Access to clean water is an increasingly critical global and Southwest regional issue. ASU conducts research, education and engagement in the water arena and is working to optimize water use in operations.
- Achieve 15 percent reduction in water imported to the university by fiscal year 2023.
- Incorporate university research into water and wastewater operations to harvest energy and nutrients from university effluent by fiscal year 2025.
- Incorporate university research into water and wastewater operations to develop campus community health goals, metrics and baselines by fiscal year 2019.
日本一本道a不卡免费Optimizing water includes reducing the need for water, eliminating water waste, and using the most-appropriate quality of water for the right use. For instance, drinking-quality water is not needed for use in cooling towers, toilets and landscaping. Significant energy is required to produce drinking-quality water, so using less-refined water for the right use can also lead to energy savings and fewer climate change-contributing emissions.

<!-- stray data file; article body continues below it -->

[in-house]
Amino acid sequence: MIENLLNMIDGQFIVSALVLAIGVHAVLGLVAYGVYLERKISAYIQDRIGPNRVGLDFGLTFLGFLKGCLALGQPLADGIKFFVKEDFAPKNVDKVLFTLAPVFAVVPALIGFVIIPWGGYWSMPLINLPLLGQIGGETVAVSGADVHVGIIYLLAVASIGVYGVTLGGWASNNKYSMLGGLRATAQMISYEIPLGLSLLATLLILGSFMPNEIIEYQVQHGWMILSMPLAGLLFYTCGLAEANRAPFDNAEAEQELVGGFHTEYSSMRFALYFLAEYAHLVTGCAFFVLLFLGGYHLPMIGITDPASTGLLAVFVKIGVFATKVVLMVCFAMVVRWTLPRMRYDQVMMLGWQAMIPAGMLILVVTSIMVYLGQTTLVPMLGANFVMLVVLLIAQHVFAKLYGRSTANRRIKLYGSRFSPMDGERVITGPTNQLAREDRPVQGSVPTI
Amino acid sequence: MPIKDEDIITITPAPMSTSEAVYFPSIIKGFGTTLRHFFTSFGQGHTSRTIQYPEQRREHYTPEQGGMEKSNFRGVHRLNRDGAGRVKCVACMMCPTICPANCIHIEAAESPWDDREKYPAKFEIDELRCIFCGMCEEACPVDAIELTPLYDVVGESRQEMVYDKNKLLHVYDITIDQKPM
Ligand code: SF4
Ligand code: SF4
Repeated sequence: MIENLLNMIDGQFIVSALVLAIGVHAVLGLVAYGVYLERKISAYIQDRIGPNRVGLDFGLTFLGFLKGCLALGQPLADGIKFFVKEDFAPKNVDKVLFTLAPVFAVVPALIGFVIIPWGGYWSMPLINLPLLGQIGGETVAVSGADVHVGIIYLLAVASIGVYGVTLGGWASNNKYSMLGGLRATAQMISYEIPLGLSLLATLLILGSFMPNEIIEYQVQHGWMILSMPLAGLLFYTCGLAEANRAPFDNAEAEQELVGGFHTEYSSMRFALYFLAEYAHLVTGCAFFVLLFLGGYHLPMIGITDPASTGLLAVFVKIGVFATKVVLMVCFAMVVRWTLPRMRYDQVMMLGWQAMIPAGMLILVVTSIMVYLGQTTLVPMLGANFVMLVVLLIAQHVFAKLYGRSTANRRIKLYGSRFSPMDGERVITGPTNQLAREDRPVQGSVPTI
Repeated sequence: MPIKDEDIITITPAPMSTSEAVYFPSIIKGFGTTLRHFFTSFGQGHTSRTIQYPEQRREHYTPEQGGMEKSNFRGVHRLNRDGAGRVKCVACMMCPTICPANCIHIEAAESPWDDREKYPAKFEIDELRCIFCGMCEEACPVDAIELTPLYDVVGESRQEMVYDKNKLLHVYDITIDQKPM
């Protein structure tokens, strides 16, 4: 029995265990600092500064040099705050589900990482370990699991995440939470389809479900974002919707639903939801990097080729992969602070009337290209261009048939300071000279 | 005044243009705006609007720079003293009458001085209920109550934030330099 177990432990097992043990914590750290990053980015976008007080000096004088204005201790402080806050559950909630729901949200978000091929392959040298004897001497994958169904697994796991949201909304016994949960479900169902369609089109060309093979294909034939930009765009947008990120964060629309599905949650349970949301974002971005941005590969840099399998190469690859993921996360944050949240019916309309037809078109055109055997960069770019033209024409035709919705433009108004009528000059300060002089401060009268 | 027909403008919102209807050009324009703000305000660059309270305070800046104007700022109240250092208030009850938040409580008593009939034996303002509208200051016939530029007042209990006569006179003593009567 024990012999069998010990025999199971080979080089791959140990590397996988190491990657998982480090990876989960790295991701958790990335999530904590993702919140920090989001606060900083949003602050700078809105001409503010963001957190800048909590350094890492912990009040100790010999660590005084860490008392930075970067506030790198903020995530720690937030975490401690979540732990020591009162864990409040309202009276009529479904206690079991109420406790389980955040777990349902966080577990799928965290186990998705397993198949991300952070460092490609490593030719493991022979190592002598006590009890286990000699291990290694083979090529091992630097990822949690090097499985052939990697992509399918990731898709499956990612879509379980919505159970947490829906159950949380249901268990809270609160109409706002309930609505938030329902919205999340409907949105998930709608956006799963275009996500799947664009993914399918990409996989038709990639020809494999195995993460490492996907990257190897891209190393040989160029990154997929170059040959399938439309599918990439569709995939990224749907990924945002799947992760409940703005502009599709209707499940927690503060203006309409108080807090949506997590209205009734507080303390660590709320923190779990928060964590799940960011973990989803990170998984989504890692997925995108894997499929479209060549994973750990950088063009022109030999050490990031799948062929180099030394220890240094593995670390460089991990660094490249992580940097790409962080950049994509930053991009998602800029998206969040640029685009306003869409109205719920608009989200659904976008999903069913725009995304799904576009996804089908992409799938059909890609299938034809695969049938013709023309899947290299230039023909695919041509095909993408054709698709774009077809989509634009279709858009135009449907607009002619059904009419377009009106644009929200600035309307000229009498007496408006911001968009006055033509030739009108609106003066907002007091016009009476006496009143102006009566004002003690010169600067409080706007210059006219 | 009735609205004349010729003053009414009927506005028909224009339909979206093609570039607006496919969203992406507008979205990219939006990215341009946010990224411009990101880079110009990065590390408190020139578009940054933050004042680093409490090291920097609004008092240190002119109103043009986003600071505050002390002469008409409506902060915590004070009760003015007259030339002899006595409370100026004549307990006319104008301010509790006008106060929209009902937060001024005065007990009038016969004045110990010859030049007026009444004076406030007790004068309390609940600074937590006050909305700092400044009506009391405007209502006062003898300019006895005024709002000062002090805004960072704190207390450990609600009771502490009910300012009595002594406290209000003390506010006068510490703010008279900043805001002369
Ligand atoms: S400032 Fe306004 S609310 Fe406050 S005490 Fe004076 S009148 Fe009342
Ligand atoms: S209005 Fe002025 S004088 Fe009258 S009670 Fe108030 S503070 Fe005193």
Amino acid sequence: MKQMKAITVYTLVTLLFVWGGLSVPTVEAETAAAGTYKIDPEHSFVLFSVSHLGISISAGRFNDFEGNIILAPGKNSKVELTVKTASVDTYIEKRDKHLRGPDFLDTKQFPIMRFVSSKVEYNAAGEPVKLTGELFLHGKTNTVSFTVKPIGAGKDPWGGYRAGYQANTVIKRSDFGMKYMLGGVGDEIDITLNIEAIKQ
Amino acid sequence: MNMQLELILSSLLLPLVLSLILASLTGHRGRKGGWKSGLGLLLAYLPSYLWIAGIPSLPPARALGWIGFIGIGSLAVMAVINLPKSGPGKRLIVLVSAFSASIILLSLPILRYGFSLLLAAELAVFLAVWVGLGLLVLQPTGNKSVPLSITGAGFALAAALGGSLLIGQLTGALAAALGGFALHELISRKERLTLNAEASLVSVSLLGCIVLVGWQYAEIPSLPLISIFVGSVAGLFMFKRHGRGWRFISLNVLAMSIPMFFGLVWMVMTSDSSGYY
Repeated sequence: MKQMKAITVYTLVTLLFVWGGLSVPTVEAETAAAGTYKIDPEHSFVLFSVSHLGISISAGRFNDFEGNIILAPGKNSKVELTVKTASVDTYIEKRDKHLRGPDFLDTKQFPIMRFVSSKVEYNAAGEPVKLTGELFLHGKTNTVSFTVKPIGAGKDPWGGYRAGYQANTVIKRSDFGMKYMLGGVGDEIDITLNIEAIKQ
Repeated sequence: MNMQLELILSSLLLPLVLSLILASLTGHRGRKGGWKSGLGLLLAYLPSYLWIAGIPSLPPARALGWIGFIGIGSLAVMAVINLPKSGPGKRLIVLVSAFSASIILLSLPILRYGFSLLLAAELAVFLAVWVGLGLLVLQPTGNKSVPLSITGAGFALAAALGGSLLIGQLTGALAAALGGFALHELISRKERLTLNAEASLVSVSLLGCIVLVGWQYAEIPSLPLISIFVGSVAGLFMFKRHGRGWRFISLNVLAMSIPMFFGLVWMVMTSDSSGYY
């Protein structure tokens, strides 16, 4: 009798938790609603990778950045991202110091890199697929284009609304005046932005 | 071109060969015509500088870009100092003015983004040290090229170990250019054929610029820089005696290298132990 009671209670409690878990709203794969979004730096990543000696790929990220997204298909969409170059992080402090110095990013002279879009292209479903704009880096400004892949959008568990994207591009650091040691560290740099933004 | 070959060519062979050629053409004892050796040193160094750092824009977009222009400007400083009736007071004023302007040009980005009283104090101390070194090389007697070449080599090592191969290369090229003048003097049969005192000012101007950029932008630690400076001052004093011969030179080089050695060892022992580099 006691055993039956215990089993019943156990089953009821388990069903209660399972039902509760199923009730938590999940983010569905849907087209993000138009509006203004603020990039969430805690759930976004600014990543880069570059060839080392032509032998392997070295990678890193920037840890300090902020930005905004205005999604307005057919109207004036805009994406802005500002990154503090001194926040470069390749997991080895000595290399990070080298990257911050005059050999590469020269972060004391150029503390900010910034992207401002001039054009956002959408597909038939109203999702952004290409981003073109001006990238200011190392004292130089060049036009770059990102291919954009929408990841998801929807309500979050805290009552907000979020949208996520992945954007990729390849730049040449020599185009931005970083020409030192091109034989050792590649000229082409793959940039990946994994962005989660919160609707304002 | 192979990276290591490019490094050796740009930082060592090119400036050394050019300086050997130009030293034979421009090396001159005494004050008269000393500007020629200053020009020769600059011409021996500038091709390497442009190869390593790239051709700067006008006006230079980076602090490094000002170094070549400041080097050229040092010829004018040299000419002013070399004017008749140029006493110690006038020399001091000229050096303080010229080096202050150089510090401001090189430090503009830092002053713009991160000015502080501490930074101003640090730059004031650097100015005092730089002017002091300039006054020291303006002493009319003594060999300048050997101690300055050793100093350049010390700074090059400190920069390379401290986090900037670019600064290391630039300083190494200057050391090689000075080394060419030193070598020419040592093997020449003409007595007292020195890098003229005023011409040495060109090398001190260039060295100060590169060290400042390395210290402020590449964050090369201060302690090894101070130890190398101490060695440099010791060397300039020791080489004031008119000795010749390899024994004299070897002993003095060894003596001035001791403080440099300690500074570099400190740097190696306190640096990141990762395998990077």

日本一本道a不卡免费Considering the circular resource system perspective, wastewater is a resource rather than waste. Wastewater contains water, chemical energy and nutrients. ASU is actively researching methods to extract these resources from its wastewater and close that resource loop, thus displacing a portion of the water, energy and fertilizers currently imported onto campus.
ASU is also actively designing new buildings with water-efficient fixtures and equipment, retrofitting existing buildings with water-efficient fixtures, analyzing campus water infrastructure for savings opportunities, implementing low impact development practices, and implementing new landscape irrigation controls for improved efficiencies.
Water use declined by 10.2 percent between fiscal years 2007 and 2017 and wastewater generated declined by 14.6 percent.